Improved estimates of air-sea oxygen fluxes and biological carbon export through the use of self-calibrating Argo oxygen floats in the Pacific
Bushinsky, Seth Michael
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The production and consumption of oxygen during photosynthesis and respiration stoichiometrically links oxygen and organic carbon in the surface ocean. Oxygen sensors are currently being deployed on profiling floats throughout the ocean, which has the potential to greatly expand the extent of in situ oxygen measurements and our understanding of biological processes in the ocean. Inaccuracies in current oxygen sensors due to instrument drift currently limit the utility of these floats for estimating air-sea oxygen fluxes. This thesis describes in situ calibrations of oxygen sensors on profiling floats through atmospheric measurements and the use of this data towards understanding oxygen and organic carbon cycles in the Pacific. We deployed 12 modified Argo floats equipped with Aanderaa oxygen optodes in the Pacific: one at Ocean Station Papa (OSP) in the northeast Pacific, 10 in the Kuroshio Extension (KE), and one in the south subtropical Pacific near Samoa. Air oxygen measurements after each float profile were used to accurately calibrate the optodes and correct for drift observed in approximately ½ of the optodes over >2 years. I interpret these oxygen data using two methods. At OSP, I developed a 1-dimensional abiotic gas model for use with oxygen data to determine the annual net community production (ANCP). I found that summertime production was roughly balanced by wintertime net heterotrophy and that estimates of bubble-induced, air-sea exchange and diapycnal diffusion at the base of the mixed layer were important to interpretation of oxygen fluxes. In the KE I interpreted data from multiple floats to determine mean annual cycles of supersaturation and air-sea oxygen fluxes from biogeochemical regions. While the magnitude of the abiotic oxygen fluxes in winter is too high to quantify ANCP in this area, I calculated summertime production and winter subduction from the regional oxygen data. This work represents an improvement in our ability to remotely measure in situ oxygen and new methods of interpretation so that a global array of oxygen sensors on profiling floats can be used to quantify the marine oxygen and carbon cycles.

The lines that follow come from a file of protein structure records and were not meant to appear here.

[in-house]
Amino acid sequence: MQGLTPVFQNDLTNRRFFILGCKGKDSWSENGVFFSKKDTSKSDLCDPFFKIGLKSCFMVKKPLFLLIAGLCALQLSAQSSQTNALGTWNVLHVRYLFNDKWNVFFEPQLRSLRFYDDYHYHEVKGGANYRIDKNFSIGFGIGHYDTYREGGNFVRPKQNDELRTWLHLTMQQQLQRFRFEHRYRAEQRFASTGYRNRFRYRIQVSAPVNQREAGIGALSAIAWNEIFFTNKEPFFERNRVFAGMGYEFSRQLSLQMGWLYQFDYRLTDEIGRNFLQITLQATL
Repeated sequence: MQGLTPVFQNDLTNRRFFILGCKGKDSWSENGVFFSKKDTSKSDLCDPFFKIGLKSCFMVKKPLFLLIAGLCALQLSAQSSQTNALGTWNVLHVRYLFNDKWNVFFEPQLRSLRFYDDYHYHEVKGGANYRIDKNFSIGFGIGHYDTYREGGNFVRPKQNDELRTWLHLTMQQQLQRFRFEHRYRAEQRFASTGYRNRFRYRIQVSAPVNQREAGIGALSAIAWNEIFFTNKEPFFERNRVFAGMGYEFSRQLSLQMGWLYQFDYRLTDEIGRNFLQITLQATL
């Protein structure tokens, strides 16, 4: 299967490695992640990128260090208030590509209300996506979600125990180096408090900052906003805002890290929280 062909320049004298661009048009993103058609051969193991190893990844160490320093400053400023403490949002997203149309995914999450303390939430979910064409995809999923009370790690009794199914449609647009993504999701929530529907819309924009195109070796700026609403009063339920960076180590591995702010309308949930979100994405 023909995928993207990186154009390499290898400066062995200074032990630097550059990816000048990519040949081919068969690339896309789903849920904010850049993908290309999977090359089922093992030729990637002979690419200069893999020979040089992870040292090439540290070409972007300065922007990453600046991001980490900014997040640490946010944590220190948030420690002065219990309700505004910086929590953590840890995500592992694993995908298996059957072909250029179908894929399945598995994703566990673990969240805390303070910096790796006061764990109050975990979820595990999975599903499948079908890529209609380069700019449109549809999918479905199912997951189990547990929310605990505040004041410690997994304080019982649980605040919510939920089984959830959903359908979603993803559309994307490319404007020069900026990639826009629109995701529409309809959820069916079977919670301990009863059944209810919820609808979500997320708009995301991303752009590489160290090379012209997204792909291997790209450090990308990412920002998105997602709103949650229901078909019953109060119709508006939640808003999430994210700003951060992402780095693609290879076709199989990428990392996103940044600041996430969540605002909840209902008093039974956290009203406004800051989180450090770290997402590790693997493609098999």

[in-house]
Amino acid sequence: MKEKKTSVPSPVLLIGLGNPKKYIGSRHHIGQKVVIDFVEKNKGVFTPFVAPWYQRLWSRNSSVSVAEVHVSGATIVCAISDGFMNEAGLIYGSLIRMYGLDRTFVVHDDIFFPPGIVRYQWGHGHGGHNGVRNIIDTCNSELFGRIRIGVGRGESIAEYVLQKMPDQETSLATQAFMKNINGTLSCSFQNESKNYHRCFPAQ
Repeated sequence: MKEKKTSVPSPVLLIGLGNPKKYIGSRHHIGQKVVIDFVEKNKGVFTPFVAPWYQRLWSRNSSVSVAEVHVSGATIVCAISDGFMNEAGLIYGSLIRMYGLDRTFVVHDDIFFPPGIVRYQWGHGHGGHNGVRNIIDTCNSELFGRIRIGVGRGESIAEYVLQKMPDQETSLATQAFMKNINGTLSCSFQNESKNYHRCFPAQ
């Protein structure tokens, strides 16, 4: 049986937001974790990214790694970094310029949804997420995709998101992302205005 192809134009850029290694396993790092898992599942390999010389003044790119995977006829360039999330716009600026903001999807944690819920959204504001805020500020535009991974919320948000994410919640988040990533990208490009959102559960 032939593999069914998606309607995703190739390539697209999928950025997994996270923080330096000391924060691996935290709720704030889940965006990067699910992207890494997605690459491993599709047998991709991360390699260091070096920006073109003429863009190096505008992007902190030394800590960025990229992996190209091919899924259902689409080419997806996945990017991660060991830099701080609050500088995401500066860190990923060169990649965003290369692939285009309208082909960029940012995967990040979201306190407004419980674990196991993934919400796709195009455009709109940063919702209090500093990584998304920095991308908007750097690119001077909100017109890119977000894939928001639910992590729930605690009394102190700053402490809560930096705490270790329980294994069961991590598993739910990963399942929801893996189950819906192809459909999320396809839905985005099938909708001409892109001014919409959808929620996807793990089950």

- Oceanography